Acer: No major laptop battery improvement in offing

Fuel-cells and other power technology for laptop PCs won't likely be available for years, an Acer executive says

Dreams of fuel cells serving the power needs of a laptop PC or other new technology to significantly increase battery life won't likely be available for years, according to an Acer executive.

In fact, the recent recall of nearly 9.6 million notebook PC batteries over fears a manufacturing problem could cause them to overheat or catch fire highlights the main reason why battery technology moves slower than other technologies inside a laptop, Acer president of IT products, Jim Wong said in an interview.

Safety is a huge issue with batteries. Electricity is generated by chemical reactions inside a battery, which produces heat as a byproduct. With so much chemistry involved, a lot more product testing was required, therefore battery technology progressed more slowly, he said.

"The lithium-ion materials used in batteries today were discovered 30 to 40 years ago," Wong said.

Fuel cells are promising, but the technology isn't ready yet, and an infrastructure needed to be in place before the technology could be widely used, he said.

Fuel cells require fuels such as hydrogen, butane, methanol, or natural gas to produce power. Not only would fuel packets or refueling stations be needed for mass adoption of the technology in laptops, they would also need to be approved by aviation officials for use on airplanes.

There has been progress made on such approval, but in an age of terrorism fears, where even cigarette lighters have been banned, the process is moving understandably slow. And users aren't likely to buy a laptop that can't be taken with them on vacations or business trips that require air travel. The battery issue is gaining more importance recently because the new era of multimedia laptops threatens to shorten battery life.

"High definition is a most formidable enemy to battery life," said Wong.

HD DVD and Blu-ray Disc players in laptop PCs really drag on battery life. Companies offset some of the drain by putting bigger batteries inside machines and with power management technology aimed at shutting off parts of the machine that aren't immediately being used. But such improvements only help a little bit. They're not the kind of breakthrough that fuel-cells are expected to be.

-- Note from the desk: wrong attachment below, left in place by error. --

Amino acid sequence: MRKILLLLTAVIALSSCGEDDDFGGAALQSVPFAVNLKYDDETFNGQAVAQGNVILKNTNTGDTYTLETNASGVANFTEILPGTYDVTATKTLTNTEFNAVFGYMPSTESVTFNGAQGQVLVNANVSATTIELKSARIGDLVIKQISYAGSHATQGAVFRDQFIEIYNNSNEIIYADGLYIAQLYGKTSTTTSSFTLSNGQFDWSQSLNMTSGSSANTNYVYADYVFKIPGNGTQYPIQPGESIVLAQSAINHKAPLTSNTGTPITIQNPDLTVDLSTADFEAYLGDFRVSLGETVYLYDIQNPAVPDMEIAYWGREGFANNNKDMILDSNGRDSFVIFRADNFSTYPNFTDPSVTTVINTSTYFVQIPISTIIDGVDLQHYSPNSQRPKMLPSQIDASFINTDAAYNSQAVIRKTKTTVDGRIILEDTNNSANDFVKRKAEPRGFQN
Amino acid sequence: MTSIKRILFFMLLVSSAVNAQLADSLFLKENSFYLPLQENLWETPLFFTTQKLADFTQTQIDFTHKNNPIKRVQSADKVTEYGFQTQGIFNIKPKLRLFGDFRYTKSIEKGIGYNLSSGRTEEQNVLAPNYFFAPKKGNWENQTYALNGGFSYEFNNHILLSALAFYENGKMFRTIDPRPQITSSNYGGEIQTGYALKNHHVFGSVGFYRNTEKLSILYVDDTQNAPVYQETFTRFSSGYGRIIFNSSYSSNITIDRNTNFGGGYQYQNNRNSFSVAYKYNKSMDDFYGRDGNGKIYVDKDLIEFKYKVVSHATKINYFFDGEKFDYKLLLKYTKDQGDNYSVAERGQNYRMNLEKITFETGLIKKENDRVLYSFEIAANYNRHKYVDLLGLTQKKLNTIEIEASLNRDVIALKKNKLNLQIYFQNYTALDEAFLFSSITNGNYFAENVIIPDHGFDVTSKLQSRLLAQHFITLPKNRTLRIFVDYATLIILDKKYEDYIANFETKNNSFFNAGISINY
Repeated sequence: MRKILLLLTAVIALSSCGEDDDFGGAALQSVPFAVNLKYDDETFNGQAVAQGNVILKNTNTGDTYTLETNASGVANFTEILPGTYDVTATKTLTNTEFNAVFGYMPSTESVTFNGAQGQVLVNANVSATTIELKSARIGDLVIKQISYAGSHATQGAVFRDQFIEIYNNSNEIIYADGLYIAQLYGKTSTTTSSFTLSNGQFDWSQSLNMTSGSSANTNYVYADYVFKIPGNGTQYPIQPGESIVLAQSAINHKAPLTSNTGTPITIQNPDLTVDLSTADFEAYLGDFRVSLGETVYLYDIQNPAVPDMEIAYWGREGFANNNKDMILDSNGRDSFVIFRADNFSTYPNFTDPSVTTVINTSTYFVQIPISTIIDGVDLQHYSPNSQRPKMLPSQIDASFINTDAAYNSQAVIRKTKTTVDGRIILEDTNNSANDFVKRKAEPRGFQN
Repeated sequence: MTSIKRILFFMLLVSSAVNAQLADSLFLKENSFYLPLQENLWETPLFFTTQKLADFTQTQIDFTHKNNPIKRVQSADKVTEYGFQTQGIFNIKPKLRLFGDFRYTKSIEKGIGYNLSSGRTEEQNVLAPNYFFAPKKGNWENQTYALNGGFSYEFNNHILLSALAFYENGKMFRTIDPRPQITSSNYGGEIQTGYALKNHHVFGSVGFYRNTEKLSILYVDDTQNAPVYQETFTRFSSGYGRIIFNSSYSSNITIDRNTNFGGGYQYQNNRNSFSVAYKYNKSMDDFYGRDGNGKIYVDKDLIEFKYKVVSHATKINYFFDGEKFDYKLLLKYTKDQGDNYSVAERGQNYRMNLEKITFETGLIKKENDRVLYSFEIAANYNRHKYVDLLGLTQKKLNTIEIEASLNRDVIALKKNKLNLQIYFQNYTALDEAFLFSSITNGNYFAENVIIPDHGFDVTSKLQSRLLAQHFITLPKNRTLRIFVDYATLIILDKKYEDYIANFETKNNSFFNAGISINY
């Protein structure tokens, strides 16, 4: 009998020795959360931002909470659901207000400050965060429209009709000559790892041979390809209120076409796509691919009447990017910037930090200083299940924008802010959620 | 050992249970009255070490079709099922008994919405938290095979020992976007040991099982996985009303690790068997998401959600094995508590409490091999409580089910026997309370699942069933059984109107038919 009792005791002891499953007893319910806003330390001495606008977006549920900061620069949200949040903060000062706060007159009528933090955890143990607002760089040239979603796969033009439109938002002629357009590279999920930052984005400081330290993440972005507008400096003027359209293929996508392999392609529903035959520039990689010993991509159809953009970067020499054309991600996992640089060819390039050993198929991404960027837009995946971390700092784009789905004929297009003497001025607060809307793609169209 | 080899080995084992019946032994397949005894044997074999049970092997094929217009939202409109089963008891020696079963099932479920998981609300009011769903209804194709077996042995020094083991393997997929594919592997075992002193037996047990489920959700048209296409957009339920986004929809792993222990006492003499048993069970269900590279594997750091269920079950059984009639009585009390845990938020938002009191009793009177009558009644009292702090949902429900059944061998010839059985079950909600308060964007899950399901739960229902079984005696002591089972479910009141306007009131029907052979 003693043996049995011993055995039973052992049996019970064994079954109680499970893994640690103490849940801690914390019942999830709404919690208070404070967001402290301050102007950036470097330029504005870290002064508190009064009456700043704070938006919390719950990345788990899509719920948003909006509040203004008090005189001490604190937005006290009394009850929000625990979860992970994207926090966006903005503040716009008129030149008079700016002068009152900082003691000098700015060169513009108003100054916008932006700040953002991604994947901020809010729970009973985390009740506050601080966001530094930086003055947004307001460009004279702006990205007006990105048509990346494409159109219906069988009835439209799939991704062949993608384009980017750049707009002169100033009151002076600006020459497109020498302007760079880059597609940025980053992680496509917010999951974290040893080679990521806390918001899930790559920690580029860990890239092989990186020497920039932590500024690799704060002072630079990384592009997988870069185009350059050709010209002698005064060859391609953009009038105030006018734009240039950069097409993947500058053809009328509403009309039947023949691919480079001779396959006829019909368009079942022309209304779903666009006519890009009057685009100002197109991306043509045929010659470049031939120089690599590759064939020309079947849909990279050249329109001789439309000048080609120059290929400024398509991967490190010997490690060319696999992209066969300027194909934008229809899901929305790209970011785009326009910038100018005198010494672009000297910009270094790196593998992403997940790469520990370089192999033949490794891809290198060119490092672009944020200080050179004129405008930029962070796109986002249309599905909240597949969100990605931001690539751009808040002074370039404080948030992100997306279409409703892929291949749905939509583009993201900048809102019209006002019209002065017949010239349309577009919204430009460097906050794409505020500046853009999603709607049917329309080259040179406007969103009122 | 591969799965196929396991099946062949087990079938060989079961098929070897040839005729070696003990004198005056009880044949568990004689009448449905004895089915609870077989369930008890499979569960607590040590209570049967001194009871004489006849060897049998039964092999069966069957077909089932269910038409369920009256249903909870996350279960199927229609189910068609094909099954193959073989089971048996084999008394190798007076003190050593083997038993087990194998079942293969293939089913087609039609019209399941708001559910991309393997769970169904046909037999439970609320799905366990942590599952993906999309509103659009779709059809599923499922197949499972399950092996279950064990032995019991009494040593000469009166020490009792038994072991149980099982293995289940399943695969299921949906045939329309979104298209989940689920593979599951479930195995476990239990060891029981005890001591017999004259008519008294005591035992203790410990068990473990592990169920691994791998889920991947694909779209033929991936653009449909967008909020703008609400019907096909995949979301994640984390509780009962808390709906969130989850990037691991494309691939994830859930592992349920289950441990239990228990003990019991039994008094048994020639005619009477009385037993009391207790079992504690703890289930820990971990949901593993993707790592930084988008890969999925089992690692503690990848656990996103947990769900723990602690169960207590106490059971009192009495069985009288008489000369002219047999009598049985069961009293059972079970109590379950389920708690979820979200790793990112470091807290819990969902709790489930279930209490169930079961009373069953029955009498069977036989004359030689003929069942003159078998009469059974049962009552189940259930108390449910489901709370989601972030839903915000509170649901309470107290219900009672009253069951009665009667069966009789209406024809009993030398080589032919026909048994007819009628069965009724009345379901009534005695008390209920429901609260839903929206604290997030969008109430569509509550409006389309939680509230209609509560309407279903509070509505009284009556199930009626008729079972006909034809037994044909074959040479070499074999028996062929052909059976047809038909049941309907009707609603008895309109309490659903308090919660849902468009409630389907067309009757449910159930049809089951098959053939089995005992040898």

Join the PC World newsletter!

Error: Please check your email address.

Our Back to Business guide highlights the best products for you to boost your productivity at home, on the road, at the office, or in the classroom.

Keep up with the latest tech news, reviews and previews by subscribing to the Good Gear Guide newsletter.

Dan Nystedt

IDG News Service
Show Comments

Cool Tech

Crucial Ballistix Elite 32GB Kit (4 x 8GB) DDR4-3000 UDIMM

Learn more >

Gadgets & Things

Lexar® Professional 1000x microSDHC™/microSDXC™ UHS-II cards

Learn more >

Family Friendly

Lexar® JumpDrive® S57 USB 3.0 flash drive 

Learn more >

Stocking Stuffer

Plox Star Wars Death Star Levitating Bluetooth Speaker

Learn more >

Christmas Gift Guide

Click for more ›

Most Popular Reviews

Latest News Articles


GGG Evaluation Team

Kathy Cassidy


First impression on unpacking the Q702 test unit was the solid feel and clean, minimalist styling.

Anthony Grifoni


For work use, Microsoft Word and Excel programs pre-installed on the device are adequate for preparing short documents.

Steph Mundell


The Fujitsu LifeBook UH574 allowed for great mobility without being obnoxiously heavy or clunky. Its twelve hours of battery life did not disappoint.

Andrew Mitsi


The screen was particularly good. It is bright and visible from most angles, however heat is an issue, particularly around the Windows button on the front, and on the back where the battery housing is located.

Simon Harriott


My first impression after unboxing the Q702 is that it is a nice looking unit. Styling is somewhat minimalist but very effective. The tablet part, once detached, has a nice weight, and no buttons or switches are located in awkward or intrusive positions.

Featured Content

Latest Jobs

Don’t have an account? Sign up here

Don't have an account? Sign up now

Forgot password?